Final wishes can come true

Gail Rubin, the doyenne of death, has a website that explores the rituals we use to celebrate and honor the lives of our loved ones. There are so many ways families approach the “final goodbye” with an opportunity to reflect, remember and celebrate. She promotes funeral pre-planning to alleviate much of the financial and emotional stress that accompanies the death of a loved one.

Estate planning complements this process. There is so much stress when a family crisis arises, so much emotion is brought out and often, family fighting. Children revert to their childhood roles and rivalries. It is human nature.

What can you do to prevent a difficult situation? The answer is simple. You can help alleviate family controversy by telling your family what you would want. They all want to your honor final wishes – the problem is that they often disagree about what you would have wanted. People read their own values into the situation. They also interpret what you have said in the past in different ways. Help them with a clear road map.

You can give your family peace in knowing that they carried out your final wishes. That is the best gift you can give them because they want to know you were happy. You give them a gift by identifying your wishes – a gift that is invaluable and irreplaceable. You give them peace – they don’t have to guess – they know for sure. We all want to give our best to our loved ones. So help them do that by telling them your wishes!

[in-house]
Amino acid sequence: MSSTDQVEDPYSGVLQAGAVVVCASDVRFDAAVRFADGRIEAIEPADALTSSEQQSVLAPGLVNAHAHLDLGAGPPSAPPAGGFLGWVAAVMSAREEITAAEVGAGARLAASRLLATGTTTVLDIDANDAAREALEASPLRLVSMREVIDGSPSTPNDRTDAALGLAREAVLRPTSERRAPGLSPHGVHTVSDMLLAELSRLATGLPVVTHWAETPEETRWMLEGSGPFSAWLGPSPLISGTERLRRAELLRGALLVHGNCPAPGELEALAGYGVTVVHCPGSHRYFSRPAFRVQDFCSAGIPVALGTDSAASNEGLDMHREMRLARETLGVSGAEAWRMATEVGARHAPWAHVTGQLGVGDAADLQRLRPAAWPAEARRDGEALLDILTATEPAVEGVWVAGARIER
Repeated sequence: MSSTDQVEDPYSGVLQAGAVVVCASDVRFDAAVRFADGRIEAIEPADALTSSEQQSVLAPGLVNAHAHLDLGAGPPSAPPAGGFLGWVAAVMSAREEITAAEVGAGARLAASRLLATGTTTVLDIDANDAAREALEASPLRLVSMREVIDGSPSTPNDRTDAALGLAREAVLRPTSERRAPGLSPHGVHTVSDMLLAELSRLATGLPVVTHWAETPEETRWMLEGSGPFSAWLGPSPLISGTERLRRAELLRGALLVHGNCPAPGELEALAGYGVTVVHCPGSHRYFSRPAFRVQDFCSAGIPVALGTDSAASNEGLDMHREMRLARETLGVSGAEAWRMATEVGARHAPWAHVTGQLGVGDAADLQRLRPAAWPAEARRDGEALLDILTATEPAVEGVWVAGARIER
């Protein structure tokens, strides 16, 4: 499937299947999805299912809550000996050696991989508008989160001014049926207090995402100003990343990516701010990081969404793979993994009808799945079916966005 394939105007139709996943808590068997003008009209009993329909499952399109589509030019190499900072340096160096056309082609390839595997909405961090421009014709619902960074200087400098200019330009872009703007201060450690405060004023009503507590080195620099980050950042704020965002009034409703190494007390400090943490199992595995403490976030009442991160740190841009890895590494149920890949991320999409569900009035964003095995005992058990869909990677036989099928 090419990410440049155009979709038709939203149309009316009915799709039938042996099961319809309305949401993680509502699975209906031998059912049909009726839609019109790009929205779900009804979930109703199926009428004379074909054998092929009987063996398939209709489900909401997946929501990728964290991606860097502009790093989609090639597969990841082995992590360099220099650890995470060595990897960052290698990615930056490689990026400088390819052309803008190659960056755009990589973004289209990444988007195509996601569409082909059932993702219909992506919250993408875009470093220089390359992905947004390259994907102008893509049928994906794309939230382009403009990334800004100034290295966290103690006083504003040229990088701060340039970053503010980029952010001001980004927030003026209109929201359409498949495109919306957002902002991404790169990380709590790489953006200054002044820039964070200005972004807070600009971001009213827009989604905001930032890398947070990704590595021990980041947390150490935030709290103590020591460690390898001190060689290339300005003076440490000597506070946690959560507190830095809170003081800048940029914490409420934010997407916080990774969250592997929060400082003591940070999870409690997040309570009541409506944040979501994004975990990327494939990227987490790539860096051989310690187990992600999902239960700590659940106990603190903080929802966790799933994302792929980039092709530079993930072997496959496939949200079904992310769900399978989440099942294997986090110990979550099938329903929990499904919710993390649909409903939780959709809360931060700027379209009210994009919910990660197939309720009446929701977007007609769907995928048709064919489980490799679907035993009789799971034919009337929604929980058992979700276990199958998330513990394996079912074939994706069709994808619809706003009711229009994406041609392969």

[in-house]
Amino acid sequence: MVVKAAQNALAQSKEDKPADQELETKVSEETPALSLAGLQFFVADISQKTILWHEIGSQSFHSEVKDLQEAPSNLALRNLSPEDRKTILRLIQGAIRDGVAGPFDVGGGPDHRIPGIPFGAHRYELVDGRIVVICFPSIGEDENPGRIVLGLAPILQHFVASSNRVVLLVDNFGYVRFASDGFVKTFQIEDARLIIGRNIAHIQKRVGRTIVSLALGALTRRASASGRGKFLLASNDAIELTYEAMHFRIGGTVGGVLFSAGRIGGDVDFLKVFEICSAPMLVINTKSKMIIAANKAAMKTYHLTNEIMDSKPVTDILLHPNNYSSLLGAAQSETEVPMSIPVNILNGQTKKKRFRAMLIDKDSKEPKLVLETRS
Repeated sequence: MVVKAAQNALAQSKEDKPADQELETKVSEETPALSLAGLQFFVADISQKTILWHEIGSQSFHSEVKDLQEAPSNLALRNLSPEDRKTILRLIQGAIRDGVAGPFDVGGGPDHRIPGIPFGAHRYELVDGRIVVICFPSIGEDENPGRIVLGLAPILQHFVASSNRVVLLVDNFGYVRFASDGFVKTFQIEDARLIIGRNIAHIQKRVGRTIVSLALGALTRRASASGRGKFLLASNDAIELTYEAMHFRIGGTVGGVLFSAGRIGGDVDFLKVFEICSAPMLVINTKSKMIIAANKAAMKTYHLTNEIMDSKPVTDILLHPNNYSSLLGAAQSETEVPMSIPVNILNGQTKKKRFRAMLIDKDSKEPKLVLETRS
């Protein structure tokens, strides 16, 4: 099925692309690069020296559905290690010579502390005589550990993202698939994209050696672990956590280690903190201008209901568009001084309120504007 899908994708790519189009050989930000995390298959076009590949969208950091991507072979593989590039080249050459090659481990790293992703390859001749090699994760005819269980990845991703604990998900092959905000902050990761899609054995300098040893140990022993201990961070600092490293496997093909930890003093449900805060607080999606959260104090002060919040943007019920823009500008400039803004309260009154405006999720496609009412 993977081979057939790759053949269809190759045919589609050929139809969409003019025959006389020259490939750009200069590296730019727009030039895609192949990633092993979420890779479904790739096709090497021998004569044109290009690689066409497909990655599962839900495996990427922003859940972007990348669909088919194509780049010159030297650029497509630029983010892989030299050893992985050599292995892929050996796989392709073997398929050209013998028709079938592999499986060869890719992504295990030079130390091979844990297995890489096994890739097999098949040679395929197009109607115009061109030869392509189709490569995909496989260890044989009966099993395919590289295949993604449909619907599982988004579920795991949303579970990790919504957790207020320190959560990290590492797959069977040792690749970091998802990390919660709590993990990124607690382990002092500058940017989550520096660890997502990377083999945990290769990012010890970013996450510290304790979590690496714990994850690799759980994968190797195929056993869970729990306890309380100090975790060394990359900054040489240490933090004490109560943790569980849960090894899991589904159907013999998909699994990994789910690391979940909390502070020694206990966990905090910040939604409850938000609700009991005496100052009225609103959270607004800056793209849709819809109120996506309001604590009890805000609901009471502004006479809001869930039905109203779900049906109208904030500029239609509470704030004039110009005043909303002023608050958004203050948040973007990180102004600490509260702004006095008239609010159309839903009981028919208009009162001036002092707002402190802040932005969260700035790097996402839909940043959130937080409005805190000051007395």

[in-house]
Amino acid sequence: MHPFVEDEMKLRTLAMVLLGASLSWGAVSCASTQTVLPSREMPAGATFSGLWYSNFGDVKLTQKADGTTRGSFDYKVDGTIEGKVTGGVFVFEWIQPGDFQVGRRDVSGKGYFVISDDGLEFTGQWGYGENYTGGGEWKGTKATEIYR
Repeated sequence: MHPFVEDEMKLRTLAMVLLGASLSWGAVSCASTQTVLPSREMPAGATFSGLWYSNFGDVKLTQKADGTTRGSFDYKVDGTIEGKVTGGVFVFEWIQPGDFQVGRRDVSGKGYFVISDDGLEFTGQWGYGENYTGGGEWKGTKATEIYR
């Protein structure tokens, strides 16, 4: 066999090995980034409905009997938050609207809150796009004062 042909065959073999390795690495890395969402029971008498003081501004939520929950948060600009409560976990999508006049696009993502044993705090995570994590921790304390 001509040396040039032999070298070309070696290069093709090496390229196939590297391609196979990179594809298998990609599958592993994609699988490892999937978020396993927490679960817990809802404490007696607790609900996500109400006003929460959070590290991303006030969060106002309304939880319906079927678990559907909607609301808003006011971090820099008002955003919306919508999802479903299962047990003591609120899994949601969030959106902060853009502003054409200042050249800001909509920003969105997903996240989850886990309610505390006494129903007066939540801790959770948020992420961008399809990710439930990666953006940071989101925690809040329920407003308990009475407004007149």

So many people believe their loved ones will know what they want, however, studies show that it is not so clear. Life is more complicated and situations are more complex than ever before. Should you be buried in a family plot with your parents? What if you were married twice. Which husband should you be buried with? If you are cremated, what should happen to the ashes? Should they be buried? Scattered? Kept in an urn? Who gets them? These can be difficult decisions, especially in the face of overwhelming grief. Your family wants you to be at peace in your final rest.

There are several legal documents that can help you do this – a living will, a health care proxy and an appointment of agent for disposition of remains. These documents generally are less than $500 to prepare. What is the price of family peace? If you have not prepared these documents, I encourage you to take the time. It will be a gift that lives forever.